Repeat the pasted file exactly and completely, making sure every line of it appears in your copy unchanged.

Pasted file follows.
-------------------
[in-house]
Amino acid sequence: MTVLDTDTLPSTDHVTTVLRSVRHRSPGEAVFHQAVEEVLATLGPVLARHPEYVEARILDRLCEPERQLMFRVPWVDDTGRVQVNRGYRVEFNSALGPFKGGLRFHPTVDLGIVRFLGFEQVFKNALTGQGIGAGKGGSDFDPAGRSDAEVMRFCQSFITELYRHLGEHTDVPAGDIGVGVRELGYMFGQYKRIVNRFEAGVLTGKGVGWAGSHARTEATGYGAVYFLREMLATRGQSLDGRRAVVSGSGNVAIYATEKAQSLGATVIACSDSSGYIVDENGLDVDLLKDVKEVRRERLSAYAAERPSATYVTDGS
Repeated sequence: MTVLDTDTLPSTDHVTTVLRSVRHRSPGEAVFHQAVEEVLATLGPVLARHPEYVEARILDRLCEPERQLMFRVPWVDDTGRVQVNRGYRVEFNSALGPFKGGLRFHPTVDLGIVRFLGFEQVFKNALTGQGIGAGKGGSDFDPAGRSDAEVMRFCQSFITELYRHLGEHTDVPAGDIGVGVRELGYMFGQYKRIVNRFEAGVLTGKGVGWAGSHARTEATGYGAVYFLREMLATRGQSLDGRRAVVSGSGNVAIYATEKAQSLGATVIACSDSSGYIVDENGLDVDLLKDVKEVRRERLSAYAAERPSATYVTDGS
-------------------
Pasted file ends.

[in-house]
Amino acid sequence: MTVLDTDTLPSTDHVTTVLRSVRHRSPGEAVFHQAVEEVLATLGPVLARHPEYVEARILDRLCEPERQLMFRVPWVDDTGRVQVNRGYRVEFNSALGPFKGGLRFHPTVDLGIVRFLGFEQVFKNALTGQGIGAGKGGSDFDPAGRSDAEVMRFCQSFITELYRHLGEHTDVPAGDIGVGVRELGYMFGQYKRIVNRFEAGVLTGKGVGWAGSHARTEATGYGAVYFLREMLATRGQSLDGRRAVVSGSGNVAIYATEKAQSLGATVIACSDSSGYIVDENGLDVDLLKDVKEVRRERLSAYAAERPSATYVTDGS
Repeated sequence: MTVLDTDTLPSTDHVTTVLRSVRHRSPGEAVFHQAVEEVLATLGPVLARHPEYVEARILDRLCEPERQLMFRVPWVDDTGRVQVNRGYRVEFNSALGPFKGGLRFHPTVDLGIVRFLGFEQVFKNALTGQGIGAGKGGSDFDPAGRSDAEVMRFCQSFITELYRHLGEHTDVPAGDIGVGVRELGYMFGQYKRIVNRFEAGVLTGKGVGWAGSHARTEATGYGAVYFLREMLATRGQSLDGRRAVVSGSGNVAIYATEKAQSLGATVIACSDSSGYIVDENGLDVDLLKDVKEVRRERLSAYAAERPSATYVTDGS